King Lear
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First folio
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Key line

Enter Regan, and Steward.Enter Regan and Oswald KL IV.v.1
Reg. REGAN 
But are my Brothers Powres set forth?But are my brother's powers set forth?power (n.)armed force, troops, host, armyKL IV.v.1.1
Stew. OSWALD 
I Madam,Ay, madam. KL IV.v.1.2
Reg. REGAN 
Himselfe in person there?Himself in person there? KL IV.v.2.1
Stew. OSWALD 
Madam with much ado:Madam, with much ado.ado (n.)fuss, business, to-doKL IV.v.2.2
Your Sister is the better Souldier.Your sister is the better soldier. KL IV.v.3
Reg.REGAN 
Lord Edmund spake not with your Lord at home?Lord Edmund spake not with your lord at home? KL IV.v.4
Stew. OSWALD 
No Madam.No, madam. KL IV.v.5
Reg. REGAN 
What night import my Sisters Letter to him?What might import my sister's letter to him?import (v.)signify, mean, suggestKL IV.v.6
Stew. OSWALD 
I know not, Lady.I know not, lady. KL IV.v.7
Reg. REGAN 
Faith he is poasted hence on serious matter:Faith, he is posted hence on serious matter.post (v.)
old form: poasted
hasten, speed, ride fast
KL IV.v.8
It was great ignorance, Glousters eyes being outIt was great ignorance, Gloucester's eyes being out,ignorance (n.)negligence, obtuseness, lack of understandingKL IV.v.9
To let him liue. Where he arriues, he mouesTo let him live. Where he arrives he moves KL IV.v.10
All hearts against vs: Edmund, I thinke is goneAll hearts against us. Edmund, I think, is gone, KL IV.v.11
In pitty of his misery, to dispatchIn pity of his misery, to dispatchdispatch, despatch (v.)deprive, dispossessKL IV.v.12
His nighted life: Moreouer to descryHis nighted life – moreover to descrynighted (adj.)blacked-out, overtaken by nightKL IV.v.13
descry (v.)catch sight of, make out, espy, discover
The strength o'th'Enemy.The strength o'th' enemy. KL IV.v.14
Stew. OSWALD 
I must needs after him, Madam,with my Letter.I must needs after him, madam, with my letter. KL IV.v.15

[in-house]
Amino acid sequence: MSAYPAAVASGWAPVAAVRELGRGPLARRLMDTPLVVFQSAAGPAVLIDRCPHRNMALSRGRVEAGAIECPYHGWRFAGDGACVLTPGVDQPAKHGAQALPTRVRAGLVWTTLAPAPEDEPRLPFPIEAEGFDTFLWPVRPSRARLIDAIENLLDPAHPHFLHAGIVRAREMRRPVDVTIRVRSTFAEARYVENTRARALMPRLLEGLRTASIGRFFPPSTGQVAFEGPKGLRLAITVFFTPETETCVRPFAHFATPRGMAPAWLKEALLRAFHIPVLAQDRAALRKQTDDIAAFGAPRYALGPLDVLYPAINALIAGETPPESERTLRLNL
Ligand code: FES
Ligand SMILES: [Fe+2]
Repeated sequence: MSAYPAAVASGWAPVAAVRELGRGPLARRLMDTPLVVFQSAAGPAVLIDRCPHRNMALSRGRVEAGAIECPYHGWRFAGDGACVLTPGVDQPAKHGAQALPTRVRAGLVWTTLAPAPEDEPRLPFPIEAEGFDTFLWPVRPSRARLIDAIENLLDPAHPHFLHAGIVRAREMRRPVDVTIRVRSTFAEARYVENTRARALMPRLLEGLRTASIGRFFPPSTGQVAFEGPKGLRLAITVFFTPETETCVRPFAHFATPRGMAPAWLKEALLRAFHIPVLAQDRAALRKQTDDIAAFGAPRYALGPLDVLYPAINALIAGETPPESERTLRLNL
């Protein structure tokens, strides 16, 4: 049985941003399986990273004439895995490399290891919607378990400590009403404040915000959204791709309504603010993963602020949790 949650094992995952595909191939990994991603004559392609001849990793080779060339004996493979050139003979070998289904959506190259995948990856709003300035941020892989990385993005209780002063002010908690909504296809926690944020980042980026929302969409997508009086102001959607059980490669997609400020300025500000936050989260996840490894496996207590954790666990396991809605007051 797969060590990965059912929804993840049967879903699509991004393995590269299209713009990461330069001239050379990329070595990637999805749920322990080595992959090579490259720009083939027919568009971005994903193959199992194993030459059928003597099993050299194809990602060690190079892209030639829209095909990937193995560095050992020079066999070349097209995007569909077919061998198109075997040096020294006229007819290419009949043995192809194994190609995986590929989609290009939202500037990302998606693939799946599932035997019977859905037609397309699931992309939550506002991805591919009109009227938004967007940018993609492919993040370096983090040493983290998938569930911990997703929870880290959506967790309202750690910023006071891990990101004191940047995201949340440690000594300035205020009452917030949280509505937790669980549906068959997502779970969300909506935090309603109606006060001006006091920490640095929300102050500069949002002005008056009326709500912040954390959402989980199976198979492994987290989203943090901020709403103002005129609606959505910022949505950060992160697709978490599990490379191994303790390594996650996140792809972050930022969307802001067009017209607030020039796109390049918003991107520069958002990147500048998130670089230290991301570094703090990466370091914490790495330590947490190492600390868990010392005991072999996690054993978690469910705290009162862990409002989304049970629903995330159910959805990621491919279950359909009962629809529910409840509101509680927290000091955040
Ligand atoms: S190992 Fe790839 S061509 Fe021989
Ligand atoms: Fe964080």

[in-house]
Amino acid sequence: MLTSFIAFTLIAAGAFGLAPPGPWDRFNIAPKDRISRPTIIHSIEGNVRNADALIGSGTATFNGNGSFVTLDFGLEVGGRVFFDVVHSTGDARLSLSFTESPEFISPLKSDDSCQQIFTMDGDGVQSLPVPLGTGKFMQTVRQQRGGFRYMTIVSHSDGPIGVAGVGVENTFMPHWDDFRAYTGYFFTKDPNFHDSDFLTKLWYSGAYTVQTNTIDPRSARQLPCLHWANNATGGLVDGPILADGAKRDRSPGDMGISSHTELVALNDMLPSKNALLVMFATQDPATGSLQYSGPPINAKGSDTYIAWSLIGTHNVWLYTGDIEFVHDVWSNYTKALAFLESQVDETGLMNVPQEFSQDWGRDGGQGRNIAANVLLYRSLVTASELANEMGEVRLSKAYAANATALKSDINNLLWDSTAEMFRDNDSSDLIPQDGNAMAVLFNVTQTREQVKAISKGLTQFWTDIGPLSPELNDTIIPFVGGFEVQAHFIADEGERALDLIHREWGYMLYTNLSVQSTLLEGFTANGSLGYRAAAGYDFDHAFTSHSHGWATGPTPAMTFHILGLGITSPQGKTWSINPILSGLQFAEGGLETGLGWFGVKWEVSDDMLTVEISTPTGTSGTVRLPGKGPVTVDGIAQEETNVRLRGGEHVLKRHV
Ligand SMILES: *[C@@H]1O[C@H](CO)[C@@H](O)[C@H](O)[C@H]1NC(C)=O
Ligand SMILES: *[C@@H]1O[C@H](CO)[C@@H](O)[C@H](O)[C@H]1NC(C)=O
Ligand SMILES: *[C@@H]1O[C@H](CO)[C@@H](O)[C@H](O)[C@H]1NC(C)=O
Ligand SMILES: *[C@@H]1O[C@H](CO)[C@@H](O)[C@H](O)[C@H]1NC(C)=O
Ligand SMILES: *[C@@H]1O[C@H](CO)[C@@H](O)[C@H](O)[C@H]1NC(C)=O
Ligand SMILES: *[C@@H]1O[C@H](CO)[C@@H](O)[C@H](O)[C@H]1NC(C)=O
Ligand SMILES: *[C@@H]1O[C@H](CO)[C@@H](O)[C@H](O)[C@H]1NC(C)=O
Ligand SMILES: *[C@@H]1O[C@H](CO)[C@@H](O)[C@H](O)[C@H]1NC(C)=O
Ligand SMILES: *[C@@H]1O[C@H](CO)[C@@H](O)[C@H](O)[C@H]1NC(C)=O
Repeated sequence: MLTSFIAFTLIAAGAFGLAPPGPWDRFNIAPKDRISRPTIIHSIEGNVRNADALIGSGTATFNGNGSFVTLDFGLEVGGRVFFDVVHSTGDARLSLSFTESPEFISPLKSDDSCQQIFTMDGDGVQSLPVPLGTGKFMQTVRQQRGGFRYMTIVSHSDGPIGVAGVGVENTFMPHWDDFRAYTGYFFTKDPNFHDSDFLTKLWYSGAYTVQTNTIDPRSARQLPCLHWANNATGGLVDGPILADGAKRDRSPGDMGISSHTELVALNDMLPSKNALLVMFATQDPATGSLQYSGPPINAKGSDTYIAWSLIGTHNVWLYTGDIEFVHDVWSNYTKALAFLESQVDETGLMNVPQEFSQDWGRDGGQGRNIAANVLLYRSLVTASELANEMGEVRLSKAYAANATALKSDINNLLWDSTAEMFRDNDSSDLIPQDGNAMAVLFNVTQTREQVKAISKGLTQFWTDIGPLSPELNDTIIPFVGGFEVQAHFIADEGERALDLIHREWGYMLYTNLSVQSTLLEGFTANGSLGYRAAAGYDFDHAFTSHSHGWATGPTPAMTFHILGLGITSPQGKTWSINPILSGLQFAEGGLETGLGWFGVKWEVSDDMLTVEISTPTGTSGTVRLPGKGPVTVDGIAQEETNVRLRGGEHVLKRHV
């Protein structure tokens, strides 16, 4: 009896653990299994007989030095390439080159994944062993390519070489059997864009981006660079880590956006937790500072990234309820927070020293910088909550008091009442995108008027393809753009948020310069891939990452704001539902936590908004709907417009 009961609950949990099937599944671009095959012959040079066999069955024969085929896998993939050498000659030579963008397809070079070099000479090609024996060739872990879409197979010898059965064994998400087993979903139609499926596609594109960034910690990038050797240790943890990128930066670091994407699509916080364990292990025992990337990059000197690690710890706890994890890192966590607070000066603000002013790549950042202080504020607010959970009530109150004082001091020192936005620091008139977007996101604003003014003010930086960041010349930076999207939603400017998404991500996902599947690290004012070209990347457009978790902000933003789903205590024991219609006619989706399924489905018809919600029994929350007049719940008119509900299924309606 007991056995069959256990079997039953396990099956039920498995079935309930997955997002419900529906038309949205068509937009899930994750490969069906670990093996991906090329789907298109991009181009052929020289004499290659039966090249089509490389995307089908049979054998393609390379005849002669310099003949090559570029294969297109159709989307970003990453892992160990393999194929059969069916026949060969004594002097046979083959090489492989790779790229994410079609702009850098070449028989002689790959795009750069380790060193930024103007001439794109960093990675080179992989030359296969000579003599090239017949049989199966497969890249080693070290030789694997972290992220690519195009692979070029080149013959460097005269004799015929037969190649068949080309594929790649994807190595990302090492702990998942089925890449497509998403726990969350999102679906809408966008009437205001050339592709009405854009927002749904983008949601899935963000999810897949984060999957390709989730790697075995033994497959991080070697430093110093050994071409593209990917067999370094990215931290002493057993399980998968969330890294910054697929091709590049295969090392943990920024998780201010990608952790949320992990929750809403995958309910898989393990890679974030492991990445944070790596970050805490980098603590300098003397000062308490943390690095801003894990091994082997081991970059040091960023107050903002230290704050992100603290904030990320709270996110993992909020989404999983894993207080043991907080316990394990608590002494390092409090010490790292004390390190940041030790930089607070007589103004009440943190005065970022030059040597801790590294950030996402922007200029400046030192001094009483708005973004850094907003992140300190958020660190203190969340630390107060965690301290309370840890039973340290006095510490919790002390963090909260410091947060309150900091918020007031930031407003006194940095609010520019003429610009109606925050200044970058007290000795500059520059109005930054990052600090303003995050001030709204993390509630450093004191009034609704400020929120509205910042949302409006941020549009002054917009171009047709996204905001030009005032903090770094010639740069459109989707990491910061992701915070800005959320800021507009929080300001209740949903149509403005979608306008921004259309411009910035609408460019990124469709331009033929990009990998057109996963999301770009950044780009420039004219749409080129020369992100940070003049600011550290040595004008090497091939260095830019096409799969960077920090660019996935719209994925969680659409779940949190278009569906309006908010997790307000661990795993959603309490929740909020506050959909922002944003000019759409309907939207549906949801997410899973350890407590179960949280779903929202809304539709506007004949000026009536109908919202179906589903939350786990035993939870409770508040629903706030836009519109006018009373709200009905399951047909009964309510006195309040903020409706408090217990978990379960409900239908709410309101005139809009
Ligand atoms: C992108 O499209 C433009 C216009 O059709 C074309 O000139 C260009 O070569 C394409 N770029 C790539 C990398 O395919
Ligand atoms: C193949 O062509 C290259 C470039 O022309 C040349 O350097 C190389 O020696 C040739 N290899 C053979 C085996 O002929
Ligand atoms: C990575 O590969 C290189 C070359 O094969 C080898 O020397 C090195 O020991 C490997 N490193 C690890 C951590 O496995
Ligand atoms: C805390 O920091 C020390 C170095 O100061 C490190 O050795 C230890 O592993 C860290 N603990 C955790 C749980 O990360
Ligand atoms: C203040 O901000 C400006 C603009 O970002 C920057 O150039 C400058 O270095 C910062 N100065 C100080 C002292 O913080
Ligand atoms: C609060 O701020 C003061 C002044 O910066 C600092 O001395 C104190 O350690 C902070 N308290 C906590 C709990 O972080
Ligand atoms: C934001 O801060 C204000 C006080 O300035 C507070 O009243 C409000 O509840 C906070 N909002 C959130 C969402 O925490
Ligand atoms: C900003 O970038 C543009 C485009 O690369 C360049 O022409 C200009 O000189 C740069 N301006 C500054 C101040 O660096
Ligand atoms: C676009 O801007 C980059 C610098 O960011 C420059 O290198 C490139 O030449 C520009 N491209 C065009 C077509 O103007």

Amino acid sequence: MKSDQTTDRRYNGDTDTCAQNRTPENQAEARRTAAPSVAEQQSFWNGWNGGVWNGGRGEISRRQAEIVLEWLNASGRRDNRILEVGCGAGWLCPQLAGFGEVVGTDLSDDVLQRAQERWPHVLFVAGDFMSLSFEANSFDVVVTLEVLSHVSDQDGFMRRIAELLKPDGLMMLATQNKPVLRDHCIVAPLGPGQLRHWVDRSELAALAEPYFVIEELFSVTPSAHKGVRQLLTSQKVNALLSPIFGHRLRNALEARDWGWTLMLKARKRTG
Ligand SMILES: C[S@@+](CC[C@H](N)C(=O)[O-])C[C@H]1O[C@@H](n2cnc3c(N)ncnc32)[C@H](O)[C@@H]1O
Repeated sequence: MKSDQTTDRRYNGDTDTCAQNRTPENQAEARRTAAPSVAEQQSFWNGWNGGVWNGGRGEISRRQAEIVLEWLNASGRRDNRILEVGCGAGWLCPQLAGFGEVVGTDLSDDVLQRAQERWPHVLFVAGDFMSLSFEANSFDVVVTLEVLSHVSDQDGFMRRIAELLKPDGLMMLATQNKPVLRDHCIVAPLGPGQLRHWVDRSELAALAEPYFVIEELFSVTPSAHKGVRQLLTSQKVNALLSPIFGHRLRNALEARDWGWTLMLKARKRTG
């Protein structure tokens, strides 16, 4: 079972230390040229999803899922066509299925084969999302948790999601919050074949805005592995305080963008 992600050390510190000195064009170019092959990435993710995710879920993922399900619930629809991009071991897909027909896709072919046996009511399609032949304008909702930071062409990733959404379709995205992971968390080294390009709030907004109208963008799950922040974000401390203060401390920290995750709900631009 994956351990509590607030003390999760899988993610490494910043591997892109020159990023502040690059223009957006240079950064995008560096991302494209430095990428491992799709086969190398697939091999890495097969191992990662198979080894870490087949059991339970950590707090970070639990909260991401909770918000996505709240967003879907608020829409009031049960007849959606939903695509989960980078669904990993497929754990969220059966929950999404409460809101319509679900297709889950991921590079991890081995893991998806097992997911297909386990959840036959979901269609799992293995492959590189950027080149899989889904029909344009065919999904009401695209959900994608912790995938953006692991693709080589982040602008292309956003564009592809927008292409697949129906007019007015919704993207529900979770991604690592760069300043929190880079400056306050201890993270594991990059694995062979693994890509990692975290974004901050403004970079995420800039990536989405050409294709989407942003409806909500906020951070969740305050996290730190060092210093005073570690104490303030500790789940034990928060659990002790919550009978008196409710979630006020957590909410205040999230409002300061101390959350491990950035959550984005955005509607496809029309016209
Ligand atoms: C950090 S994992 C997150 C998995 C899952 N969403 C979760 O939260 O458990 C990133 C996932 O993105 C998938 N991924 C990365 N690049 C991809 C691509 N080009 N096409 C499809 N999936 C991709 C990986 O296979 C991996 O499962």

Reg. REGAN 
Our troopes set forth to morrow, stay with vs:Our troops set forth tomorrow; stay with us. KL IV.v.16
The wayes are dangerous.The ways are dangerous. KL IV.v.17.1
Stew. OSWALD 
I may not Madam:I may not, madam. KL IV.v.17.2
My Lady charg'd my dutie in this busines.My lady charged my duty in this business.charge (v.)
old form: charg'd
order, command, enjoin
KL IV.v.18
Reg. REGAN 
Why should she write to Edmund?Why should she write to Edmund? Might not you KL IV.v.19
Might not you transport her purposes by word? Belike,Transport her purposes by word? Belike – purpose (n.)intention, aim, planKL IV.v.20
belike (adv.)probably, presumably, perhaps, so it seems
Some things, I know not what. Ile loue thee muchSome things – I know not what – I'll love thee much –  KL IV.v.21
Let me vnseale the Letter.Let me unseal the letter. KL IV.v.22.1
Stew. OSWALD 
Madam, I had rather----Madam, I had rather –  KL IV.v.22.2
Reg. REGAN 
I know your Lady do's not loue her Husband,I know your lady does not love her husband –  KL IV.v.23
I am sure of that: and at her late being heere,I am sure of that – and at her late being herelate (adv.)recently, a little while ago / beforeKL IV.v.24
She gaue strange Eliads, and most speaking lookesShe gave strange oeillades and most speaking looksoeillade (n.)
old form: Eliads
[pron: 'iliad, uh'yahd] ] amorous glance, look of love, ogle
KL IV.v.25
To Noble Edmund. I know you are of her bosome.To noble Edmund. I know you are of her bosom.bosom, of one's
old form: bosome
in one's confidence, entrusted with one's secrets
KL IV.v.26
Stew. OSWALD 
I, Madam?I, madam? KL IV.v.27
Reg. REGAN 
I speake in vnderstanding: Y'are: I know't,I speak in understanding. Y'are; I know't.understanding (n.)
old form: vnderstanding
knowledge, awareness
KL IV.v.28
Therefore I do aduise you take this note:Therefore I do advise you take this note: KL IV.v.29
My Lord is dead: Edmond, and I haue talk'd,My lord is dead; Edmund and I have talked, KL IV.v.30
And more conuenient is he for my handAnd more convenient is he for my handconvenient (adj.)
old form: conuenient
fitting, suitable, appropriate
KL IV.v.31
Then for your Ladies: You may gather more:Than for your lady's. You may gather more.gather (v.)infer, work out [for oneself], guess atKL IV.v.32
If you do finde him, pray you giue him this;If you do find him, pray you give him this; KL IV.v.33
And when your Mistris heares thus much from you,And when your mistress hears thus much from you, KL IV.v.34
I pray desire her call her wisedome to her.I pray desire her call her wisdom to her. KL IV.v.35
So fare you well:So fare you well.fare ... well (int.)goodbye [to an individual]KL IV.v.36
If you do chance to heare of that blinde Traitor,If you do chance to hear of that blind traitor, KL IV.v.37
Preferment fals on him, that cuts him off.Preferment falls on him that cuts him off.preferment (n.)advancement, promotionKL IV.v.38
Stew. OSWALD 
Would I could meet Madam, I should shewWould I could meet him, madam! I should show KL IV.v.39
What party I do follow.What party I do follow. KL IV.v.40.1
Reg. REGAN 
Fare thee well. Fare thee well.fare ... well (int.)goodbye [to an individual]KL IV.v.40.2
ExeuntExeunt KL IV.v.40
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